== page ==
Location: Crop Germplasm ResearchTitle: Evaluation of a Non-Flowering Perennial Sorghum spp. Hybrid) Author
Submitted to: Southern Pasture and Forage Crop Improvement Conference Proceedings
Publication Type: Abstract Only
Publication Acceptance Date: 4/15/2013
Publication Date: N/A
Citation: N/A Interpretive Summary:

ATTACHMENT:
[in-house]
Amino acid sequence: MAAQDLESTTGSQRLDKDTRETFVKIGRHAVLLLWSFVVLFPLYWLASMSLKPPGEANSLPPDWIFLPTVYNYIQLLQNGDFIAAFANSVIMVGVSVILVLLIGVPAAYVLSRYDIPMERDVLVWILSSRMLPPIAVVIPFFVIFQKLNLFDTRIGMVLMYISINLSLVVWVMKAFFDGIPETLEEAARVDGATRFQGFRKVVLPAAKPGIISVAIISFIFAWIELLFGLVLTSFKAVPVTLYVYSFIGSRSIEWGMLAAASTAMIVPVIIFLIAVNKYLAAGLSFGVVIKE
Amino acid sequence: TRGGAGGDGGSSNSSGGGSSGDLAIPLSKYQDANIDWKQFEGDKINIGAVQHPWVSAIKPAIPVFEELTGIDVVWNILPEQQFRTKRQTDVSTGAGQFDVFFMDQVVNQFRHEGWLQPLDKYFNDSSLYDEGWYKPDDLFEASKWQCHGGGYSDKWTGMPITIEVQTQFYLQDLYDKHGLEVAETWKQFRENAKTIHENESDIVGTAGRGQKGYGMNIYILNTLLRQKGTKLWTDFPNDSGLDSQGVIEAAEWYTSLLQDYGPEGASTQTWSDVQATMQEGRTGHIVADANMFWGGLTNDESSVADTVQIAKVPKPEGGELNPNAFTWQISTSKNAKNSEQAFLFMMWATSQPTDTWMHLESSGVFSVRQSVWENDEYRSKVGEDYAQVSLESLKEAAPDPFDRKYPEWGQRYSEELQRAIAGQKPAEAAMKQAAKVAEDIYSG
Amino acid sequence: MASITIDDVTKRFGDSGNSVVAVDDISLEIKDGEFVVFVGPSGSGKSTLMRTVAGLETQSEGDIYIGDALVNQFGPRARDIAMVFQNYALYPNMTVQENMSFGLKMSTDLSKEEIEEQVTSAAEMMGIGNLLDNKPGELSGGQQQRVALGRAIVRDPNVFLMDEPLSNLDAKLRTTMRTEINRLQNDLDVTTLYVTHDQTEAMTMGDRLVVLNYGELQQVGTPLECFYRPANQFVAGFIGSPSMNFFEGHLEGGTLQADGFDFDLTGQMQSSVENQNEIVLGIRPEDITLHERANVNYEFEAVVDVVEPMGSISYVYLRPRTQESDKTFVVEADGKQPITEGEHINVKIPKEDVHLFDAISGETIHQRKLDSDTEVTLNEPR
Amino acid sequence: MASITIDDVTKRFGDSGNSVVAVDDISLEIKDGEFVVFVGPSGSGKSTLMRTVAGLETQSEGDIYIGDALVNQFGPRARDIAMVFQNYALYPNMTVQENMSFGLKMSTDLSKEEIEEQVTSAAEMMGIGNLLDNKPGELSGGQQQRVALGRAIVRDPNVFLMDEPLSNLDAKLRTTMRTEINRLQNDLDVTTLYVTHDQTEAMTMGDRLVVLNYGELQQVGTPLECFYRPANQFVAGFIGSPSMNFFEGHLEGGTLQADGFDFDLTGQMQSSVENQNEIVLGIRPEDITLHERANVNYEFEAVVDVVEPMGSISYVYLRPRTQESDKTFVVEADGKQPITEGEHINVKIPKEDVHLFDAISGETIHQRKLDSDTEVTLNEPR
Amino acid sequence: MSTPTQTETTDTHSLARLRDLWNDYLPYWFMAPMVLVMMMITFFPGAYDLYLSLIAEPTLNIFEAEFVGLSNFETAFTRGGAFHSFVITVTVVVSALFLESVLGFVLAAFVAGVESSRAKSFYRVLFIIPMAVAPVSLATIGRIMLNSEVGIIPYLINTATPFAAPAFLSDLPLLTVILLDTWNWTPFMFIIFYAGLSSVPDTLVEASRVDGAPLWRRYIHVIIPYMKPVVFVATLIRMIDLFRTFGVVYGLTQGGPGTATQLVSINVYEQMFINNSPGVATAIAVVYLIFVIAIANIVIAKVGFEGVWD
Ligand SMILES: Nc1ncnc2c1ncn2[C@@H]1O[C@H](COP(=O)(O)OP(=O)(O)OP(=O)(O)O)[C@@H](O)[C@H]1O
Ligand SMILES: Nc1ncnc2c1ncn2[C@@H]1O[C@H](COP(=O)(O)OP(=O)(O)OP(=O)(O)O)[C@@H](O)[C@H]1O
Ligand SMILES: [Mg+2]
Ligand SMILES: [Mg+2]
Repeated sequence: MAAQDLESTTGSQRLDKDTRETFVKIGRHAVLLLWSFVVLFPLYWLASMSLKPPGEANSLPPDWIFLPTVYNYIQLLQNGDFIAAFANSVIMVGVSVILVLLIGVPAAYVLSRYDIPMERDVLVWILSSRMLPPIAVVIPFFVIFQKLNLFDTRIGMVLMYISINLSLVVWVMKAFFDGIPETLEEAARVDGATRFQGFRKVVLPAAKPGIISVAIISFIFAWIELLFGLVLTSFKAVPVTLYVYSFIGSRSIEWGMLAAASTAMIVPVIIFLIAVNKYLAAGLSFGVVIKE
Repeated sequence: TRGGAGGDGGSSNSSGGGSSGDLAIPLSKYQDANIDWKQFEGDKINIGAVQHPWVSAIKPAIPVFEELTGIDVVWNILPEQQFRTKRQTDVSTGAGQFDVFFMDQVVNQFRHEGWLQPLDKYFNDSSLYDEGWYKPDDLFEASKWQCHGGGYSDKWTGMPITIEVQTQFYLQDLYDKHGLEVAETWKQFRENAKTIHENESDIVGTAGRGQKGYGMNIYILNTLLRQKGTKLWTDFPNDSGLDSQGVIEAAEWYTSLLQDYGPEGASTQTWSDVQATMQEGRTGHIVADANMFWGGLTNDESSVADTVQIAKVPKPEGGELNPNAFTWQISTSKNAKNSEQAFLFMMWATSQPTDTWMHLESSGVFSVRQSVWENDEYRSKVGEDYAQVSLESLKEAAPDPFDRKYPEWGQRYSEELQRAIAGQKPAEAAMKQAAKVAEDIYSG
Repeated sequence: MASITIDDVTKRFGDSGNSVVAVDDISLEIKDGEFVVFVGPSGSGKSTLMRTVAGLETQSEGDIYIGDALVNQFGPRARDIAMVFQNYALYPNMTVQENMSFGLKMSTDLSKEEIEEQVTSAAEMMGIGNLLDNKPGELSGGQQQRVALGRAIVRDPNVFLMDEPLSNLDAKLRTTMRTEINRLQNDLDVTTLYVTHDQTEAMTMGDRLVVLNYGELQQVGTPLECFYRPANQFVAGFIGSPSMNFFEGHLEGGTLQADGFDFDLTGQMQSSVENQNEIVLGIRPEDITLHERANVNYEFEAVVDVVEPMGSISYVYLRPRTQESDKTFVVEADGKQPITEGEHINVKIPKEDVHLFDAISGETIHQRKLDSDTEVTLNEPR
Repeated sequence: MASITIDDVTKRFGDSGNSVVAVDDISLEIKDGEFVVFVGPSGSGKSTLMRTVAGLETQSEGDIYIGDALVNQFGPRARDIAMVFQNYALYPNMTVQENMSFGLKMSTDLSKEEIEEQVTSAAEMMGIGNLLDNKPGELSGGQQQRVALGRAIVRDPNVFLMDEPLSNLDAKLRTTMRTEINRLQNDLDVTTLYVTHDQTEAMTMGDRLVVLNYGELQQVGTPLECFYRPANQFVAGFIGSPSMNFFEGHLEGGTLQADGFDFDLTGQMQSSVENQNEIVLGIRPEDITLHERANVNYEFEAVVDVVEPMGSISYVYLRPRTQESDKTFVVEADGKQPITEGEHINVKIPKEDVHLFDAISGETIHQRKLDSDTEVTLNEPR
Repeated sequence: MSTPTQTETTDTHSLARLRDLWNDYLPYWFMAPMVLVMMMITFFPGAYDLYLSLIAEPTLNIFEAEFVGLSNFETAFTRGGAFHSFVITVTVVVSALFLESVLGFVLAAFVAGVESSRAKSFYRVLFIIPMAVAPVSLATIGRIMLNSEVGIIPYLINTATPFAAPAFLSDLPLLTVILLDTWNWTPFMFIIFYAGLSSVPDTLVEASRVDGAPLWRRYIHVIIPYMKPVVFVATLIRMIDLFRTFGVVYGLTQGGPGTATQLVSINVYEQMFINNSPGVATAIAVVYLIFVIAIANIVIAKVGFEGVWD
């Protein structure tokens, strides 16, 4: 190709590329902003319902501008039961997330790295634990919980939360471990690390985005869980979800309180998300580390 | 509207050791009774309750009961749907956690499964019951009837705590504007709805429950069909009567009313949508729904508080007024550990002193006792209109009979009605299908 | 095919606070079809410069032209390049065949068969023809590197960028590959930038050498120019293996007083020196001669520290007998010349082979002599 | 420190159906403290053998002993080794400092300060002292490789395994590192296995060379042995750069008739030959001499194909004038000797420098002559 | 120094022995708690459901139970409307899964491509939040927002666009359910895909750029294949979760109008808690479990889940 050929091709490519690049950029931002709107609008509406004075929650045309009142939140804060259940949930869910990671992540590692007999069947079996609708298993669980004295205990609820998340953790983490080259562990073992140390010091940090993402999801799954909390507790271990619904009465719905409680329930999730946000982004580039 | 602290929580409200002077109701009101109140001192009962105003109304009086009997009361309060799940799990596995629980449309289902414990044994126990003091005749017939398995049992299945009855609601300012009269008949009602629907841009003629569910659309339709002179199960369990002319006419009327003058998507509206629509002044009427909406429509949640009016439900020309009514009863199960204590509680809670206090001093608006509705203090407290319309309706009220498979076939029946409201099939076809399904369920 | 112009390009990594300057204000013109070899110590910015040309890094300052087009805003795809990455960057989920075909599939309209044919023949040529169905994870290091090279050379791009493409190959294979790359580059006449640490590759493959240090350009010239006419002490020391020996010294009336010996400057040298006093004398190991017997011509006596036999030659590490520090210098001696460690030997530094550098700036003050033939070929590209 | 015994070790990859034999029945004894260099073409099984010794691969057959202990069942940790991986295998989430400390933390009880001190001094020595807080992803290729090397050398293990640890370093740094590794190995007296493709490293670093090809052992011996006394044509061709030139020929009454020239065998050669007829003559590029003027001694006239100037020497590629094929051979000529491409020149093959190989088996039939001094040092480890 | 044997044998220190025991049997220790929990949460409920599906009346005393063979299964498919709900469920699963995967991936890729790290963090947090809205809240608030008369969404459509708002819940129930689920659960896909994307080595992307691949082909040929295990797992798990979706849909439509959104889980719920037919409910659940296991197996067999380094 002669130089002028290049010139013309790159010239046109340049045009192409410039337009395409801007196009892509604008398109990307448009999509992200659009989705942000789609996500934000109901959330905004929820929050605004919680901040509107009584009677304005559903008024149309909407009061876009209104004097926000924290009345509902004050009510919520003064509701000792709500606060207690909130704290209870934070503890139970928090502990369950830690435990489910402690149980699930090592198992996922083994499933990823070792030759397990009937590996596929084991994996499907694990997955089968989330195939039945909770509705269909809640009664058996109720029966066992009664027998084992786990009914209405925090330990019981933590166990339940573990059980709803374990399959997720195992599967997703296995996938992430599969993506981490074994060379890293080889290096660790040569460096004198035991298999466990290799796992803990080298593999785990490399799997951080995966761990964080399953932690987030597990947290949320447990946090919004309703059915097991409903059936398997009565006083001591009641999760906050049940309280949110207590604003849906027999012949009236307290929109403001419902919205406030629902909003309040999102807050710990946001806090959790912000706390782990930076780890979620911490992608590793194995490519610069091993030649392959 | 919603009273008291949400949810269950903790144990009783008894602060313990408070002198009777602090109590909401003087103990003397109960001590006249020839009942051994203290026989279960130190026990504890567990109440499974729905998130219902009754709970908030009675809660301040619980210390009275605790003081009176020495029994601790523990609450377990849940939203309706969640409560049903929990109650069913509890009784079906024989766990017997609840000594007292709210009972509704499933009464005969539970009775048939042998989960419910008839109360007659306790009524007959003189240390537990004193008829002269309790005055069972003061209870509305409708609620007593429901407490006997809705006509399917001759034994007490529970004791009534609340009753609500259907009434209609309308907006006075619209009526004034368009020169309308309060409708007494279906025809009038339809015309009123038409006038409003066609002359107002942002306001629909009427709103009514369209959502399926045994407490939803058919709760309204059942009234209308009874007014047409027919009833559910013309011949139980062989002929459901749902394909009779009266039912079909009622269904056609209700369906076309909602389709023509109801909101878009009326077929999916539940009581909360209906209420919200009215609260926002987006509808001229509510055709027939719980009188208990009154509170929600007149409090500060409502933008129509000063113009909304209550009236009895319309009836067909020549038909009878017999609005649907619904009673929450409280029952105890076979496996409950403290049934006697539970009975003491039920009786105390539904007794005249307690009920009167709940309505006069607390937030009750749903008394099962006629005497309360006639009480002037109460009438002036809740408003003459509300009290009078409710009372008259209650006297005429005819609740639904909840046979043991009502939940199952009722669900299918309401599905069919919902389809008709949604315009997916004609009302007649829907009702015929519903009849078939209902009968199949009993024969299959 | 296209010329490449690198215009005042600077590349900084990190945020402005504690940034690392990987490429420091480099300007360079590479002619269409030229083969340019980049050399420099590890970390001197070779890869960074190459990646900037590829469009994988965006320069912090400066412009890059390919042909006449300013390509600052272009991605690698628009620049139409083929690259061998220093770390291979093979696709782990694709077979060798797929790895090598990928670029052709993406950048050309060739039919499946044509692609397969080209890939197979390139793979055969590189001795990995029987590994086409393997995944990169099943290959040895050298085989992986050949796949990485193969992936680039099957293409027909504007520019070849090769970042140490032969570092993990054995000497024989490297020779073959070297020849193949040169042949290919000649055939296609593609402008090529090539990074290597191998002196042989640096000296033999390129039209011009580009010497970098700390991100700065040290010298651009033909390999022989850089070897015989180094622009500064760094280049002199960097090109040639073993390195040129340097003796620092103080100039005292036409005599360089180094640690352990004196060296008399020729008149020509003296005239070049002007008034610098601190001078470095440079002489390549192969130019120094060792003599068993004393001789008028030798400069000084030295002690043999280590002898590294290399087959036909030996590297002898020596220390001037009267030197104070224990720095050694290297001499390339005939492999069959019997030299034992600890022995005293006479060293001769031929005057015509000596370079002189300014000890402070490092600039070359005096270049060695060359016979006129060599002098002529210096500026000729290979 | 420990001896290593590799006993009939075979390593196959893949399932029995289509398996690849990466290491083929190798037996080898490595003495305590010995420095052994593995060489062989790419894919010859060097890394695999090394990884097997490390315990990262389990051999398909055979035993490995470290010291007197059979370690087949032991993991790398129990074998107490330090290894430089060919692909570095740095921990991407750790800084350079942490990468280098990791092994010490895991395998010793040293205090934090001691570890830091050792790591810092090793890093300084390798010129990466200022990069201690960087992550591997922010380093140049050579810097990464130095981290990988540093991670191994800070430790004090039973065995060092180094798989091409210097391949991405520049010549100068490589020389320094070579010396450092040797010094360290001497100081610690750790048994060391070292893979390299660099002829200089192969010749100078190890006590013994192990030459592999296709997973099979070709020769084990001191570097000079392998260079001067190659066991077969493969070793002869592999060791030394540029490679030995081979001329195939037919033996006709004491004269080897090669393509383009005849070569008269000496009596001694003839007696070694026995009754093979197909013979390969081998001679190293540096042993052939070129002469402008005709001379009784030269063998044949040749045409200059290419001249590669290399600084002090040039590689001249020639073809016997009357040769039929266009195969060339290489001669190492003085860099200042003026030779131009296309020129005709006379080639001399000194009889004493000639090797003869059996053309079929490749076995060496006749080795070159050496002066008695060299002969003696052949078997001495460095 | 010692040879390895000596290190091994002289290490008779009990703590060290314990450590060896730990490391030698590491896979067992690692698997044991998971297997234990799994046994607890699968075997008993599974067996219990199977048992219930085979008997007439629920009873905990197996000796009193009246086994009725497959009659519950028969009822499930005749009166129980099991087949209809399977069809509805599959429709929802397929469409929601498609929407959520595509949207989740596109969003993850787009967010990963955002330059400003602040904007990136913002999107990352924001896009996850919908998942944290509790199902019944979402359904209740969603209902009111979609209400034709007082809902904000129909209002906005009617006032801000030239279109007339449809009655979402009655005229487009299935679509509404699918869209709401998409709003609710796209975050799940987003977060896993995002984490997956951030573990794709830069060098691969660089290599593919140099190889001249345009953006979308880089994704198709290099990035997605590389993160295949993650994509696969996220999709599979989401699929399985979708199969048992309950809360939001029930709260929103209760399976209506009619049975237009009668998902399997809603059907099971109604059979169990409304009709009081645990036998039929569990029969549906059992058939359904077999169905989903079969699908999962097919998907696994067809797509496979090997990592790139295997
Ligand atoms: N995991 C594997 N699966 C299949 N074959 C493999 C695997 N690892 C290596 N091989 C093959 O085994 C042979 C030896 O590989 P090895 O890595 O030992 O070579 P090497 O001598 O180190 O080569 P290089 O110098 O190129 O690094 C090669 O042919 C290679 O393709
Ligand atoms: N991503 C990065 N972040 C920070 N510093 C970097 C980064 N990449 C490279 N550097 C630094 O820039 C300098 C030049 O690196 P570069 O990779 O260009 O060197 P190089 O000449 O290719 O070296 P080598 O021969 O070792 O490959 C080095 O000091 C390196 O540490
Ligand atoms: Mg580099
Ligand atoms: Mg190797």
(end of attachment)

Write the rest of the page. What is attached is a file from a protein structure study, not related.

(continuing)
Technical Abstract: Perennial Sorghum spp. hybrids (PSSHs) such as Columbusgrass (Sorghum almum Parodi; S. bicolor [L.] Moench x S. halepense [L.] Pers.) and the reciprocal hybridization (S. halepense x S. bicolor; e.g. Cv 'Krish') are high-biomass feedstocks currently utilized as forage but with potential as dual-use forage:biofuel crops. Acceptance of such hybrids is limited, however, by both their short-term persistence and tendency to produce significant quantities of seed which can become weed banks in subsequent crops. Natural PSSHs occur throughout annual sorghum production zones but have not been well characterized. Non-flowering PSSHs would not be a weed invasiveness risk via either seed or natural hybridization with annual S. bicolor. The significantly reduced rhizome production in PSSHs in comparison to S. halepense also minimizes vegetative invasiveness risk. The objective of this study was to evaluate biomass potential of a novel, high-biomass, non-flowering PSSH (SOAL09TX15) at multiple locations spanning forage sorghum production zones across Texas. Replicated, small-plot yield trials were initiated at Beeville, College Station, and Commerce in 2011 following a two-harvest per year, 'Haygrazer' type forage sorghum cropping system. SOAL09TX15 yields averaged 8 and 10 dry tons per acre across all locations in 2011 and 2012, respectively, and were not statistically different from the check (SX-17). Crop eradication trials were initiated in the 2012 growing season, in which clipping (7, 14, 28 day frequency) was ineffective but glyphosate application (14 & 28 day frequency) successfully prevented SOAL09TX15 from overwintering. Because SOAL09TX15 is non-flowering and therefore vegetatively propagated, rhizome propagule harvest, longevity, and planting experiments are currently ongoing. The utility of such non-flowering PSSHs as dual-use forage:biofuel feedstocks, and their value towards developing environmentally-benign, perennial sorghum feedstocks, will be discussed.